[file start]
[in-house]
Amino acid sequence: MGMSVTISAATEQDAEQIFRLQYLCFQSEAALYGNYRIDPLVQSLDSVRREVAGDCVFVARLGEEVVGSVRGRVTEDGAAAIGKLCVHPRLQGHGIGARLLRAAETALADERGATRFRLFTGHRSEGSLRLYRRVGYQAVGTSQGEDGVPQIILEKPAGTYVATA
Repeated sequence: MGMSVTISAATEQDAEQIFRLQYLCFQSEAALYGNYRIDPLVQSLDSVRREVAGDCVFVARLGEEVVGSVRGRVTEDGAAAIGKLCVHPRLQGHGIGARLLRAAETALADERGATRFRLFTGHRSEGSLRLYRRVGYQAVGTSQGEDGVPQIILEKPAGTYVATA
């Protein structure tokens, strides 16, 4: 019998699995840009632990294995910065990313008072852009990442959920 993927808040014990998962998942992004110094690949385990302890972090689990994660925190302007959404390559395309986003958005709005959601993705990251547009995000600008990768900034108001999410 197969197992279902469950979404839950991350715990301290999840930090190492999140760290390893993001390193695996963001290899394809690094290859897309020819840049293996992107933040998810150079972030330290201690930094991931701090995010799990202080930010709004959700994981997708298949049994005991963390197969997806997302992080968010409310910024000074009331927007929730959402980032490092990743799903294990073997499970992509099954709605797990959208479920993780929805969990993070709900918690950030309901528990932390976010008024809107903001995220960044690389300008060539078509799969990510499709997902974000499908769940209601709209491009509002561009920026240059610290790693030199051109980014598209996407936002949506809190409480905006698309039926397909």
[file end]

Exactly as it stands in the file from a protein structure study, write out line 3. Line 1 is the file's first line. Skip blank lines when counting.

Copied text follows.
Repeated sequence: MGMSVTISAATEQDAEQIFRLQYLCFQSEAALYGNYRIDPLVQSLDSVRREVAGDCVFVARLGEEVVGSVRGRVTEDGAAAIGKLCVHPRLQGHGIGARLLRAAETALADERGATRFRLFTGHRSEGSLRLYRRVGYQAVGTSQGEDGVPQIILEKPAGTYVATA